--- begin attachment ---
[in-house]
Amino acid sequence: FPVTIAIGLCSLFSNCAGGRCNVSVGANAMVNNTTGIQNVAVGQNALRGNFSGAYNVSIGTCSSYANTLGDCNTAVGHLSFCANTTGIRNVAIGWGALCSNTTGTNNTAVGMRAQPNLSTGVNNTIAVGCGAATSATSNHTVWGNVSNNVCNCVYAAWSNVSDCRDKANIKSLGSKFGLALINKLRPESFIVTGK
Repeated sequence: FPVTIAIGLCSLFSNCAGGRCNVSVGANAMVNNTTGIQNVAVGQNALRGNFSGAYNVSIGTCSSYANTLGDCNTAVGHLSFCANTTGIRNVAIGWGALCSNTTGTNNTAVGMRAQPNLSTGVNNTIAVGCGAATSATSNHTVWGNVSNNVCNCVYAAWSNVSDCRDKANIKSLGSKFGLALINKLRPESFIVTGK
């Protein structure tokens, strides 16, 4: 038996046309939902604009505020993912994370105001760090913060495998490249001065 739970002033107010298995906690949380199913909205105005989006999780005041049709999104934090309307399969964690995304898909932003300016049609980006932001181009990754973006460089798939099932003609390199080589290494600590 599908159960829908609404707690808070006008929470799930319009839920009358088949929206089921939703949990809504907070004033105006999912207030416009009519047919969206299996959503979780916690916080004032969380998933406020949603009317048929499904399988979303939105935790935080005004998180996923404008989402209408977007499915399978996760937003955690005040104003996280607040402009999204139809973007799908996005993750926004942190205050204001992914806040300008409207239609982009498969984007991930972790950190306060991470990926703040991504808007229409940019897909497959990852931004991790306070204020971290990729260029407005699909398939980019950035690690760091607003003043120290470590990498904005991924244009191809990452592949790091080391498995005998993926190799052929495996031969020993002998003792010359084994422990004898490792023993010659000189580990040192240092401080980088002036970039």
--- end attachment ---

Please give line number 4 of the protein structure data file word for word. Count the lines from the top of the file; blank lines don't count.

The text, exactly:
């Protein structure tokens, strides 16, 4: 038996046309939902604009505020993912994370105001760090913060495998490249001065 739970002033107010298995906690949380199913909205105005989006999780005041049709999104934090309307399969964690995304898909932003300016049609980006932001181009990754973006460089798939099932003609390199080589290494600590 599908159960829908609404707690808070006008929470799930319009839920009358088949929206089921939703949990809504907070004033105006999912207030416009009519047919969206299996959503979780916690916080004032969380998933406020949603009317048929499904399988979303939105935790935080005004998180996923404008989402209408977007499915399978996760937003955690005040104003996280607040402009999204139809973007799908996005993750926004942190205050204001992914806040300008409207239609982009498969984007991930972790950190306060991470990926703040991504808007229409940019897909497959990852931004991790306070204020971290990729260029407005699909398939980019950035690690760091607003003043120290470590990498904005991924244009191809990452592949790091080391498995005998993926190799052929495996031969020993002998003792010359084994422990004898490792023993010659000189580990040192240092401080980088002036970039």